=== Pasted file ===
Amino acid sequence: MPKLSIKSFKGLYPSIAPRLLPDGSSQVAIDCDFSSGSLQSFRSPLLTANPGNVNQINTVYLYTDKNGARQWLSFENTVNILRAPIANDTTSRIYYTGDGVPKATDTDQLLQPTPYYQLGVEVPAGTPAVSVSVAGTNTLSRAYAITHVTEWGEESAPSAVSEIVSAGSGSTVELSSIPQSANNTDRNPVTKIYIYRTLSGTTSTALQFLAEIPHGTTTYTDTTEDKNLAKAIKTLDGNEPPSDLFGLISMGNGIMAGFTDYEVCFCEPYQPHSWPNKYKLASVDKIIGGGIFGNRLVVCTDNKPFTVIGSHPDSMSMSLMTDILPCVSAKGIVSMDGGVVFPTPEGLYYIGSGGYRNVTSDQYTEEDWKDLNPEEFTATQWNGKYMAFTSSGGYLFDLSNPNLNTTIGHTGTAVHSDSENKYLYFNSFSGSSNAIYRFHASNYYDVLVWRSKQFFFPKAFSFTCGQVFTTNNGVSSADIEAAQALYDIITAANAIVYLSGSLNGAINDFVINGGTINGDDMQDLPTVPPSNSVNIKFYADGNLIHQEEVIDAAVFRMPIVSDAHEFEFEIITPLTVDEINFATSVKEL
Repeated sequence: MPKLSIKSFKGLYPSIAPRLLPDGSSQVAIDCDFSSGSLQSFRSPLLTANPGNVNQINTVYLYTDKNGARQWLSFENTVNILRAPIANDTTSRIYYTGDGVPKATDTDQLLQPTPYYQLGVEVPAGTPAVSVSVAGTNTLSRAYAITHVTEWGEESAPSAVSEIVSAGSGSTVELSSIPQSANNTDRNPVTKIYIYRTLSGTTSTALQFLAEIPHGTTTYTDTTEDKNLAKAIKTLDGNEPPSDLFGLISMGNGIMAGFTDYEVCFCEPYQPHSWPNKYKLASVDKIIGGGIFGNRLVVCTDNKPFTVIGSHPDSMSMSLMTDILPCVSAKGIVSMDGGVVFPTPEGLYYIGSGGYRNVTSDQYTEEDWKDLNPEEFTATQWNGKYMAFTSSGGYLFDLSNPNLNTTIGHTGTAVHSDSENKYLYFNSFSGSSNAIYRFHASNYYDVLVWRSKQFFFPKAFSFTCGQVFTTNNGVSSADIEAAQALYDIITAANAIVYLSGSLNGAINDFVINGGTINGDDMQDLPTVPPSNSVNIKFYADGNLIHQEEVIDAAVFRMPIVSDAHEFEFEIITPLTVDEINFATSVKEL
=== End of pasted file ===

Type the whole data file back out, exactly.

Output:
Amino acid sequence: MPKLSIKSFKGLYPSIAPRLLPDGSSQVAIDCDFSSGSLQSFRSPLLTANPGNVNQINTVYLYTDKNGARQWLSFENTVNILRAPIANDTTSRIYYTGDGVPKATDTDQLLQPTPYYQLGVEVPAGTPAVSVSVAGTNTLSRAYAITHVTEWGEESAPSAVSEIVSAGSGSTVELSSIPQSANNTDRNPVTKIYIYRTLSGTTSTALQFLAEIPHGTTTYTDTTEDKNLAKAIKTLDGNEPPSDLFGLISMGNGIMAGFTDYEVCFCEPYQPHSWPNKYKLASVDKIIGGGIFGNRLVVCTDNKPFTVIGSHPDSMSMSLMTDILPCVSAKGIVSMDGGVVFPTPEGLYYIGSGGYRNVTSDQYTEEDWKDLNPEEFTATQWNGKYMAFTSSGGYLFDLSNPNLNTTIGHTGTAVHSDSENKYLYFNSFSGSSNAIYRFHASNYYDVLVWRSKQFFFPKAFSFTCGQVFTTNNGVSSADIEAAQALYDIITAANAIVYLSGSLNGAINDFVINGGTINGDDMQDLPTVPPSNSVNIKFYADGNLIHQEEVIDAAVFRMPIVSDAHEFEFEIITPLTVDEINFATSVKEL
Repeated sequence: MPKLSIKSFKGLYPSIAPRLLPDGSSQVAIDCDFSSGSLQSFRSPLLTANPGNVNQINTVYLYTDKNGARQWLSFENTVNILRAPIANDTTSRIYYTGDGVPKATDTDQLLQPTPYYQLGVEVPAGTPAVSVSVAGTNTLSRAYAITHVTEWGEESAPSAVSEIVSAGSGSTVELSSIPQSANNTDRNPVTKIYIYRTLSGTTSTALQFLAEIPHGTTTYTDTTEDKNLAKAIKTLDGNEPPSDLFGLISMGNGIMAGFTDYEVCFCEPYQPHSWPNKYKLASVDKIIGGGIFGNRLVVCTDNKPFTVIGSHPDSMSMSLMTDILPCVSAKGIVSMDGGVVFPTPEGLYYIGSGGYRNVTSDQYTEEDWKDLNPEEFTATQWNGKYMAFTSSGGYLFDLSNPNLNTTIGHTGTAVHSDSENKYLYFNSFSGSSNAIYRFHASNYYDVLVWRSKQFFFPKAFSFTCGQVFTTNNGVSSADIEAAQALYDIITAANAIVYLSGSLNGAINDFVINGGTINGDDMQDLPTVPPSNSVNIKFYADGNLIHQEEVIDAAVFRMPIVSDAHEFEFEIITPLTVDEINFATSVKEL